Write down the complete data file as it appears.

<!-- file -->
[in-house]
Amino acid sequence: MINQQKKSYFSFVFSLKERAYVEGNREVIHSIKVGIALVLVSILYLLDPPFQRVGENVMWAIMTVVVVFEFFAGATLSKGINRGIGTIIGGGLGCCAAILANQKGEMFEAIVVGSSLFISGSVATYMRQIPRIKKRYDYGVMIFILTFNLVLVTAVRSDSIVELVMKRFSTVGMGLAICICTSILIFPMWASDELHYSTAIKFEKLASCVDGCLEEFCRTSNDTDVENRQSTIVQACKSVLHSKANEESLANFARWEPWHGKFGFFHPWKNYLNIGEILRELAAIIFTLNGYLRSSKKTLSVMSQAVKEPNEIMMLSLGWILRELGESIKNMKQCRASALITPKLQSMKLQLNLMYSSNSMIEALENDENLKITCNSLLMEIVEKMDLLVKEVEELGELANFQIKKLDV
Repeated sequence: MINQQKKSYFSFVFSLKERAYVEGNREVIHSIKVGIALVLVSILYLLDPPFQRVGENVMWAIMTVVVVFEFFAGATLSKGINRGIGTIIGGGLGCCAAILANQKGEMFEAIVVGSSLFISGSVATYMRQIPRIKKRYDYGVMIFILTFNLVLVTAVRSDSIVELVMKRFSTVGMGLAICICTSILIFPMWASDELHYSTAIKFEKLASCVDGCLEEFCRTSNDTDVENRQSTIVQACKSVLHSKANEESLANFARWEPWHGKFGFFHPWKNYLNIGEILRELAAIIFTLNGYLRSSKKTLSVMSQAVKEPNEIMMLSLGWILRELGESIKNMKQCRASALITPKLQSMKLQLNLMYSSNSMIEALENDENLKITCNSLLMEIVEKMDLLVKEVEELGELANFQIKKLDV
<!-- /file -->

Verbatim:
[in-house]
Amino acid sequence: MINQQKKSYFSFVFSLKERAYVEGNREVIHSIKVGIALVLVSILYLLDPPFQRVGENVMWAIMTVVVVFEFFAGATLSKGINRGIGTIIGGGLGCCAAILANQKGEMFEAIVVGSSLFISGSVATYMRQIPRIKKRYDYGVMIFILTFNLVLVTAVRSDSIVELVMKRFSTVGMGLAICICTSILIFPMWASDELHYSTAIKFEKLASCVDGCLEEFCRTSNDTDVENRQSTIVQACKSVLHSKANEESLANFARWEPWHGKFGFFHPWKNYLNIGEILRELAAIIFTLNGYLRSSKKTLSVMSQAVKEPNEIMMLSLGWILRELGESIKNMKQCRASALITPKLQSMKLQLNLMYSSNSMIEALENDENLKITCNSLLMEIVEKMDLLVKEVEELGELANFQIKKLDV
Repeated sequence: MINQQKKSYFSFVFSLKERAYVEGNREVIHSIKVGIALVLVSILYLLDPPFQRVGENVMWAIMTVVVVFEFFAGATLSKGINRGIGTIIGGGLGCCAAILANQKGEMFEAIVVGSSLFISGSVATYMRQIPRIKKRYDYGVMIFILTFNLVLVTAVRSDSIVELVMKRFSTVGMGLAICICTSILIFPMWASDELHYSTAIKFEKLASCVDGCLEEFCRTSNDTDVENRQSTIVQACKSVLHSKANEESLANFARWEPWHGKFGFFHPWKNYLNIGEILRELAAIIFTLNGYLRSSKKTLSVMSQAVKEPNEIMMLSLGWILRELGESIKNMKQCRASALITPKLQSMKLQLNLMYSSNSMIEALENDENLKITCNSLLMEIVEKMDLLVKEVEELGELANFQIKKLDV